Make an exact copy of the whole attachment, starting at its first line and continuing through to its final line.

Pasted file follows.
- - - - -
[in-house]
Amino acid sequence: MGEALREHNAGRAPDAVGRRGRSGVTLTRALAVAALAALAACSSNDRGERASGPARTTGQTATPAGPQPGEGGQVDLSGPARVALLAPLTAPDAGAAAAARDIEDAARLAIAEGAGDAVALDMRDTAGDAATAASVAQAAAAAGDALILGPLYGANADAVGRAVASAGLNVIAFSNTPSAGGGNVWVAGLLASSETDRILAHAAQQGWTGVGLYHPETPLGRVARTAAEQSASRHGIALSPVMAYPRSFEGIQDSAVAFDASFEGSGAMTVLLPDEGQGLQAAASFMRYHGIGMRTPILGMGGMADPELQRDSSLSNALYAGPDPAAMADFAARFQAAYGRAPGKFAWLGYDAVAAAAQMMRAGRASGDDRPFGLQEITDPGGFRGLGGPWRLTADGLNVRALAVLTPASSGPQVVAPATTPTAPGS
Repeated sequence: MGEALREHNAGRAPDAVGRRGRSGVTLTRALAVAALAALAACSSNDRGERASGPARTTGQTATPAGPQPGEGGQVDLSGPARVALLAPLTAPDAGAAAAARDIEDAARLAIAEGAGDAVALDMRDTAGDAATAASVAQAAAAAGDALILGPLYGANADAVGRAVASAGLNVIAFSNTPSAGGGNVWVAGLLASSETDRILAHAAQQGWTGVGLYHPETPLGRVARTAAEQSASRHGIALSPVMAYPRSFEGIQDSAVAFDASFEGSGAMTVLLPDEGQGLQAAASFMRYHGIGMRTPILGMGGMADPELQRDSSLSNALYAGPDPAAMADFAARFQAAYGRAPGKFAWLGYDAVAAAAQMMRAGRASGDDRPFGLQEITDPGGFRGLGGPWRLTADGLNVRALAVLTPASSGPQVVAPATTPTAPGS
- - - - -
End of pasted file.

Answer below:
[in-house]
Amino acid sequence: MGEALREHNAGRAPDAVGRRGRSGVTLTRALAVAALAALAACSSNDRGERASGPARTTGQTATPAGPQPGEGGQVDLSGPARVALLAPLTAPDAGAAAAARDIEDAARLAIAEGAGDAVALDMRDTAGDAATAASVAQAAAAAGDALILGPLYGANADAVGRAVASAGLNVIAFSNTPSAGGGNVWVAGLLASSETDRILAHAAQQGWTGVGLYHPETPLGRVARTAAEQSASRHGIALSPVMAYPRSFEGIQDSAVAFDASFEGSGAMTVLLPDEGQGLQAAASFMRYHGIGMRTPILGMGGMADPELQRDSSLSNALYAGPDPAAMADFAARFQAAYGRAPGKFAWLGYDAVAAAAQMMRAGRASGDDRPFGLQEITDPGGFRGLGGPWRLTADGLNVRALAVLTPASSGPQVVAPATTPTAPGS
Repeated sequence: MGEALREHNAGRAPDAVGRRGRSGVTLTRALAVAALAALAACSSNDRGERASGPARTTGQTATPAGPQPGEGGQVDLSGPARVALLAPLTAPDAGAAAAARDIEDAARLAIAEGAGDAVALDMRDTAGDAATAASVAQAAAAAGDALILGPLYGANADAVGRAVASAGLNVIAFSNTPSAGGGNVWVAGLLASSETDRILAHAAQQGWTGVGLYHPETPLGRVARTAAEQSASRHGIALSPVMAYPRSFEGIQDSAVAFDASFEGSGAMTVLLPDEGQGLQAAASFMRYHGIGMRTPILGMGGMADPELQRDSSLSNALYAGPDPAAMADFAARFQAAYGRAPGKFAWLGYDAVAAAAQMMRAGRASGDDRPFGLQEITDPGGFRGLGGPWRLTADGLNVRALAVLTPASSGPQVVAPATTPTAPGS